How is directionality affected by hearing aids utilizing wide dynamic range compression?
The short answer is, it isn't, but I'll go on. Most of today's hearing aids that employ directional technology also have WDRC, so this is a reasonable question, especially when you think about how WDRC works. We all know that when WDRC is employed, greater gain is applied as the signal becomes softer. So consider this example: Your patient's WDRC hearing aid (2:1 compression ratio) is programmed to apply 20 dB of gain for a 70 dB input, and he is in a room where there is a 70 dB input originating from in front of him (the person he's talking to) and there is also 70 dB originating from behind him (party noise). With an omnidirectional instrument, the amplified S/N ratio would be 0 dB. But you wisely fit him with a directional instrument, and we'll say that it reduces the input from the back by 8 dB, so now the S/N ratio would be +8 dB (70 + 20 = 90; 62 + 20 = 82; 90 minus 82 = 8 dB). Remember, however, that as the input goes down, gain goes up for a WDRC instrument. This makes it tempting to think that the noise from the back would receive more gain than 20 dB (e.g., for a 2:1 compression ratio, a 62 dB input would receive 4 dB more gain than a 70 dB input, and hence the gain would be 24 dB, not 20 dB. In other words, the WDRC is adding back in ½ of the gain that the directional microphone so diligently took away. This doesn't sound like a good thing. This effect, however, only occurs when the sound in question occurs in isolation, with no other sounds present; an unlikely event in the real world, and a situation when directional amplification isn't needed (This situation does exist, however, when probe-mic measurements are conducted, which is why it is necessary to turn off the WDRC during this testing). It's possible to conduct polar plots with both the signal of interest and competing noise on at the same time. When this method is used, the polar plot is the same for both the WDRC and linear settings of the hearing aid.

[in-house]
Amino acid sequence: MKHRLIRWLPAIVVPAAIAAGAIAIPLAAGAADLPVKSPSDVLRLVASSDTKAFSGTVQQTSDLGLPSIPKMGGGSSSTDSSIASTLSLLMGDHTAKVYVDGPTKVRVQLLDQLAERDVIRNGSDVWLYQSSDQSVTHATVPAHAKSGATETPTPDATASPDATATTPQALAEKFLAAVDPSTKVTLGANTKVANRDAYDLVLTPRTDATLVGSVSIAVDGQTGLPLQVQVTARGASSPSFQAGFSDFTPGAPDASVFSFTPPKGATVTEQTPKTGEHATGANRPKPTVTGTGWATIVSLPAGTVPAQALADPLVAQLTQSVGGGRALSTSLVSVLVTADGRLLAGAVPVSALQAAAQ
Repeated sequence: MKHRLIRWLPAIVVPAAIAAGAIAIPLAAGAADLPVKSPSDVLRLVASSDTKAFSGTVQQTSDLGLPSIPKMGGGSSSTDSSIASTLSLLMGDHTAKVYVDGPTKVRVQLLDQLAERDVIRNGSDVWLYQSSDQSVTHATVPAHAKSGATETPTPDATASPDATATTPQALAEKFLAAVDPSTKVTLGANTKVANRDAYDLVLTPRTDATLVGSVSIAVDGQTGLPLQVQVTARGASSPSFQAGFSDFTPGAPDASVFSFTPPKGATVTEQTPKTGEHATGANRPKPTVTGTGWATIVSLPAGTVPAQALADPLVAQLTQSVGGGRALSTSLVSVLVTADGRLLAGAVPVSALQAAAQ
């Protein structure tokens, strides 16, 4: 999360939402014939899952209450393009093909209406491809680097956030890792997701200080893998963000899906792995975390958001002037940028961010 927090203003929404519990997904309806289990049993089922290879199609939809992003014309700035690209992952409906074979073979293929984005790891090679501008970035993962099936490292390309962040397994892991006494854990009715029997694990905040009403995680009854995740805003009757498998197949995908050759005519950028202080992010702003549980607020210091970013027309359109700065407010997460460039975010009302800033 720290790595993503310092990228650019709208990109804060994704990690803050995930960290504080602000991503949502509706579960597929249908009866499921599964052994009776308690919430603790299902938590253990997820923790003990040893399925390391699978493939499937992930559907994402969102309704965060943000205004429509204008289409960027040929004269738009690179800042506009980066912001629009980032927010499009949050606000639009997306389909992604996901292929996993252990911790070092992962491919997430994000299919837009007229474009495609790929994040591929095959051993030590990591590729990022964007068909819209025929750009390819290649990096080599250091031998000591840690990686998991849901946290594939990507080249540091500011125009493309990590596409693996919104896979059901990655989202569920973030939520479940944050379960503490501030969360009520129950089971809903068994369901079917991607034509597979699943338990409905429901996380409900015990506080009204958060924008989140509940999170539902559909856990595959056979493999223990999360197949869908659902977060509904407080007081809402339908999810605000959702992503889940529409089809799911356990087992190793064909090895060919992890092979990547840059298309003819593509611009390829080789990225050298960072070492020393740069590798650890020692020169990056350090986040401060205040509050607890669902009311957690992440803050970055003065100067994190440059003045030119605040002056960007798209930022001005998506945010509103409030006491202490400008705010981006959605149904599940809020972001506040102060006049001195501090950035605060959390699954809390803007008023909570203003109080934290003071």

If you need more convincing, or just find this topic really interesting, I suggest you check out a recent article from Todd Ricketts (Vanderbilt) and George Lindley (Towson State). These authors compared four different models of directional hearing aids that could be switched from WDRC to linear processing. Testing was conducted in moderately reverberant rooms, and uncorrelated cafeteria noise from five loudspeakers surrounding the subjects was the competing stimulus. The subject's performance for both the HINT and the CST was not significantly different between WDRC and linear processing for any hearing aid model.
H. Gustav Mueller, Ph.D. has an audiology consulting practice in Castle Pines Village, Colorado. He is the senior audiology consultant for Siemens Hearing Instruments, Contributing Editor for The Hearing Journal, and teaches audiology classes at Vanderbilt, Central Michigan, Nova Southeastern and Northern Colorado Universities. His publications related to probe-mic measures include:
- Mueller HG, Hawkins DB, Northern JL. Probe Microphone Measurements. Singular Publishing. 1992
- Mueller, HG. Probe-microphone measurements: Yesterday, today, and tomorrow. The Hearing Journal, 1998, 51, 4: 17-22.
- Mueller HG, Hall JW. Audiologists' Desk Reference. Singular Publishing, 1988.
- Mueller, HG. Probe-mic assessment of digital hearing aids? Yes you can! The Hearing Journal, 2001, 54, 1: 10-17.
- Mueller, HG. Probe microphone measurements: Twenty years later. Trends in Amplification, 2001 (in press).